Consumers felt the price squeeze in everyday routines. Over the past year, prices rose 41% for used cars and trucks, 40% for gasoline, 18% for bacon, 14% for bedroom furniture, 11% for women’s dresses.

The Federal Reserve didn’t anticipate an inflation wave this severe or this persistent. In December 2020, the Fed’s policymakers had forecast that consumer inflation would stay below their 2% annual target and end 2021 at around 1.8%.

But after having been an economic afterthought for decades, high inflation reasserted itself last year with brutal speed. In February 2021, the government’s consumer price index was running just 1.7% ahead of its level a year earlier. From there, the year-over-year price increases accelerated steadily — 2.7% in March, 4.2% in April, 4.9% in May, 5.3% in June.

By October, the figure was 6.2%, by November 6.8%, by December 7.1%.

For months, Fed Chair Jerome Powell and others characterized higher consumer prices as merely a “transitory” problem — the result, mainly, of shipping delays and temporary shortages of supplies and workers as the economy rebounded from the pandemic recession much faster than anyone had anticipated.

Now, many economists expect consumer inflation to remain elevated well into this year, with demand outstripping supplies in numerous areas of the economy.

“Inflation remains the single largest near-term challenge to the economy,″ said Jim Baird, chief investment officer at Plante Moran Financial Advisors. “Although price pressures are expected to ease as the year progresses, inflation will remain above the Fed’s 2% target for some time to come.″

So the Fed has radically changed course. Last month, the central bank signaled that it will begin a series of rate hikes in March. By doing so, the Fed is moving away from the super-low rates that helped revive the economy from 2020′s devastating pandemic recession but that also helped fuel surging consumer prices.



Good news — mostly. When the pandemic paralyzed the economy in the spring of 2020 and lockdowns kicked in, businesses closed or cut hours and consumers stayed home as a health precaution, employers slashed a breathtaking 22 million jobs. Economic output plunged at a record-shattering 31% annual rate in 2020′s April-June quarter.

Everyone braced for more misery. Companies cut investment and postponed restocking. A brutal recession ensued.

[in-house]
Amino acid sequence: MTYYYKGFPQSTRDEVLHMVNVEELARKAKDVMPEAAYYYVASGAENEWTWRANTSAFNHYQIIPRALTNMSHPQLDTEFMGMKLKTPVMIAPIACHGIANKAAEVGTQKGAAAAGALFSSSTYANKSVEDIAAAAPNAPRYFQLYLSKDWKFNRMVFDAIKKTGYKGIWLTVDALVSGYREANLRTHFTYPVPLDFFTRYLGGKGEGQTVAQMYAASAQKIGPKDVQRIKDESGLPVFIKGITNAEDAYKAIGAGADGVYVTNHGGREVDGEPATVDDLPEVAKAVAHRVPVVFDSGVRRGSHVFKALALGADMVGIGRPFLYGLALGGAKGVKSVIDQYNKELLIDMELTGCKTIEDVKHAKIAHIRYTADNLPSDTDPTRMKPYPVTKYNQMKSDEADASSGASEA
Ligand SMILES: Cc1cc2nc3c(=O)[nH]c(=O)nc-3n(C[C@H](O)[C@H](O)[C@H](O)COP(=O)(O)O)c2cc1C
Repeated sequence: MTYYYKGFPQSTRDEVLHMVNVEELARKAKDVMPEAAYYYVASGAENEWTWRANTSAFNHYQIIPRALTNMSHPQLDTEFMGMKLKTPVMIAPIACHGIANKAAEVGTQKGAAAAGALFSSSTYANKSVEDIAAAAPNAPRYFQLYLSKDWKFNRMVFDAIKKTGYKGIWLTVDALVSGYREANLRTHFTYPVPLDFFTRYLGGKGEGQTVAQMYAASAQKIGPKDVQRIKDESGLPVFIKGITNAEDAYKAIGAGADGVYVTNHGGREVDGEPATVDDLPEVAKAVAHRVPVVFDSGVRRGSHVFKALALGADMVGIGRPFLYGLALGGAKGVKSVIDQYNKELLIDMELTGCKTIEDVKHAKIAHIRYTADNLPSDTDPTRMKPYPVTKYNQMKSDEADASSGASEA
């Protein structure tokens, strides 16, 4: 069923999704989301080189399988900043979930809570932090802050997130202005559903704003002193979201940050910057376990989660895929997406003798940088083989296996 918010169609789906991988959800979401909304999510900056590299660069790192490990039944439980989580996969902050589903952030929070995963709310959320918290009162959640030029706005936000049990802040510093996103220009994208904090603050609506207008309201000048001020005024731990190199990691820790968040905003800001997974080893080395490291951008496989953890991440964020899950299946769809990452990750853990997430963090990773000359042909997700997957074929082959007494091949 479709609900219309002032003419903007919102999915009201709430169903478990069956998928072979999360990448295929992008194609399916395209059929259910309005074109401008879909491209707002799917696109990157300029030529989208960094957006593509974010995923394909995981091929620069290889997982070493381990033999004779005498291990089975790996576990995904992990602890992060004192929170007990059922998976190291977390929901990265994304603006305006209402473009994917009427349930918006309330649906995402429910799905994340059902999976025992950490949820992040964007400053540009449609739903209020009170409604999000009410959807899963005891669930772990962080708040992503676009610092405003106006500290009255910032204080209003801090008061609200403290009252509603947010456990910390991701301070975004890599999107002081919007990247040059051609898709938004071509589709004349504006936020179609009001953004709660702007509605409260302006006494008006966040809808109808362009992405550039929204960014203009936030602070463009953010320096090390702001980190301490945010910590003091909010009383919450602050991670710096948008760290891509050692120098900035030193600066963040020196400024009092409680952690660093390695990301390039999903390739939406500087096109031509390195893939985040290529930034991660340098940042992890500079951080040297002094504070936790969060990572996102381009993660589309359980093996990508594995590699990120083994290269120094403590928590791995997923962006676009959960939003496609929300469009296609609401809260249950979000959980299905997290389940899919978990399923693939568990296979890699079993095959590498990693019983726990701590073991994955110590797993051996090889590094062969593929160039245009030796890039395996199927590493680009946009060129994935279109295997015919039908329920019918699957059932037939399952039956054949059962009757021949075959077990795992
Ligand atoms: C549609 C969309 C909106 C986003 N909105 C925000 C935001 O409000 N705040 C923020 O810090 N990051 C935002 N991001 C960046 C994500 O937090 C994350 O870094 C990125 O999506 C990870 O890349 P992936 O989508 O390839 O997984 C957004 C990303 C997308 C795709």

But instead of sinking into a prolonged downturn, the economy staged an unexpectedly rousing recovery, fueled by vast infusions of government aid and emergency intervention by the Fed, which slashed interest rates, among other things. By spring of last year, the rollout of vaccines had emboldened consumers to return to restaurants, bars, shops, and airports.

Suddenly, businesses had to scramble to meet demand. They couldn’t hire fast enough to fill job openings — a near-record 10.9 million in December — or buy enough supplies to meet customer orders. As business roared back, ports and freight yards couldn’t handle the traffic. Global supply chains became seized up.

With demand up and supplies down, costs rose. And companies found that they could pass along those higher costs in the form of higher prices to consumers, many of whom had managed to sock away a ton of savings during the pandemic.

But critics, including former Treasury Secretary Lawrence Summers, blamed in part President Joe Biden’s $1.9 trillion coronavirus relief package, with its $1,400 checks to most households, for overheating an economy that was already sizzling on its own.

The Fed and the federal government had feared an agonizingly slow recovery like the one that followed the Great Recession of 2007-2009.



Elevated consumer price inflation will likely endure as long as companies struggle to keep up with consumers’ demand for goods and services. A recovering job market — employers added a record 6.7 million jobs last year and tacked on 467,000 more in January — means that many Americans can continue to splurge on everything from lawn furniture to electronics.

Many economists foresee inflation staying well above the Fed’s 2% target this year. But relief from higher prices might become. Jammed-up supply chains are beginning to show some signs of improvement, at least in some industries. The Fed’s sharp pivot away from easy-money policies toward a more hawkish, anti-inflationary policy could slow the economy and reduce consumer demand. There will be no repeat of last year’s COVID relief checks from Washington.

Inflation itself is eating into household purchasing power and might force some consumers to shave back spending.

Omicron or other COVID variants could cloud the outlook, either by causing outbreaks that force factories and ports to close and disrupt supply chains even more or by keeping people home and reducing demand for goods.

“It’s not going to be an easy climb down,″ said Sarah House, senior economist at Wells Fargo. “We’re expecting CPI to still be roughly 4% at the end of this year. That’s still well above what the Fed would like it to be and, of course, well above what consumers are used to seeing.″



A strong job market is boosting wages, though not enough to compensate for higher prices. The Labor Department says that hourly earnings for all private-sector employees fell 1.7% last month from a year earlier after accounting for higher consumer prices. But there are exceptions: after-inflation wages were up more than 10% for hotel workers and more than 7% for restaurant and bar employees in December from a year earlier.

Partisan politics also colors the way Americans view the inflation threat. With a Democrat in the White House, Republicans were nearly three times as likely as Democrats (45% versus 16%) to say that inflation is having a negative effect last month on their personal finances, according to a University of Michigan survey.